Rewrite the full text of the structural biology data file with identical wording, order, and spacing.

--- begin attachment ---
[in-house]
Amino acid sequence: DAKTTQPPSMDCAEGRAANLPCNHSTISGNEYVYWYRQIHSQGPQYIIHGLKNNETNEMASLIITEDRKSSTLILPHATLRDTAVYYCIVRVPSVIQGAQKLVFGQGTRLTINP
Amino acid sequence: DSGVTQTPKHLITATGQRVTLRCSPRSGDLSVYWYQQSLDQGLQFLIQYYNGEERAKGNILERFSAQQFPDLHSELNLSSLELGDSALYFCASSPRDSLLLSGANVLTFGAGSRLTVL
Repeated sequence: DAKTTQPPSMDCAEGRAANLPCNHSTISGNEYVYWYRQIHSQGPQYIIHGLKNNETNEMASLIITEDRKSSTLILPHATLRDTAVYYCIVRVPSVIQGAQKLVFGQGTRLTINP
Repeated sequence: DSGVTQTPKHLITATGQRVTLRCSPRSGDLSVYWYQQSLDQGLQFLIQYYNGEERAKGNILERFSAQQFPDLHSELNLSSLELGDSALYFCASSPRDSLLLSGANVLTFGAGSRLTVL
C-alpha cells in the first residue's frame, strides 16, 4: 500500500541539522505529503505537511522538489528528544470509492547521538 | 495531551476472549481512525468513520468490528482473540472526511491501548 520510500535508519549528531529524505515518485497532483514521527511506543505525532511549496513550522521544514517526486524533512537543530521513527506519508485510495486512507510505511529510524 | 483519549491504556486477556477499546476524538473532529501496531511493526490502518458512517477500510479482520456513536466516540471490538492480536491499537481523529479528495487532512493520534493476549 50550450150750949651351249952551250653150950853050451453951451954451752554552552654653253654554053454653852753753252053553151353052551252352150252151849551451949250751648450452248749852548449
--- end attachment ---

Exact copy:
[in-house]
Amino acid sequence: DAKTTQPPSMDCAEGRAANLPCNHSTISGNEYVYWYRQIHSQGPQYIIHGLKNNETNEMASLIITEDRKSSTLILPHATLRDTAVYYCIVRVPSVIQGAQKLVFGQGTRLTINP
Amino acid sequence: DSGVTQTPKHLITATGQRVTLRCSPRSGDLSVYWYQQSLDQGLQFLIQYYNGEERAKGNILERFSAQQFPDLHSELNLSSLELGDSALYFCASSPRDSLLLSGANVLTFGAGSRLTVL
Repeated sequence: DAKTTQPPSMDCAEGRAANLPCNHSTISGNEYVYWYRQIHSQGPQYIIHGLKNNETNEMASLIITEDRKSSTLILPHATLRDTAVYYCIVRVPSVIQGAQKLVFGQGTRLTINP
Repeated sequence: DSGVTQTPKHLITATGQRVTLRCSPRSGDLSVYWYQQSLDQGLQFLIQYYNGEERAKGNILERFSAQQFPDLHSELNLSSLELGDSALYFCASSPRDSLLLSGANVLTFGAGSRLTVL
C-alpha cells in the first residue's frame, strides 16, 4: 500500500541539522505529503505537511522538489528528544470509492547521538 | 495531551476472549481512525468513520468490528482473540472526511491501548 520510500535508519549528531529524505515518485497532483514521527511506543505525532511549496513550522521544514517526486524533512537543530521513527506519508485510495486512507510505511529510524 | 483519549491504556486477556477499546476524538473532529501496531511493526490502518458512517477500510479482520456513536466516540471490538492480536491499537481523529479528495487532512493520534493476549 50550450150750949651351249952551250653150950853050451453951451954451752554552552654653253654554053454653852753753252053553151353052551252352150252151849551451949250751648450452248749852548449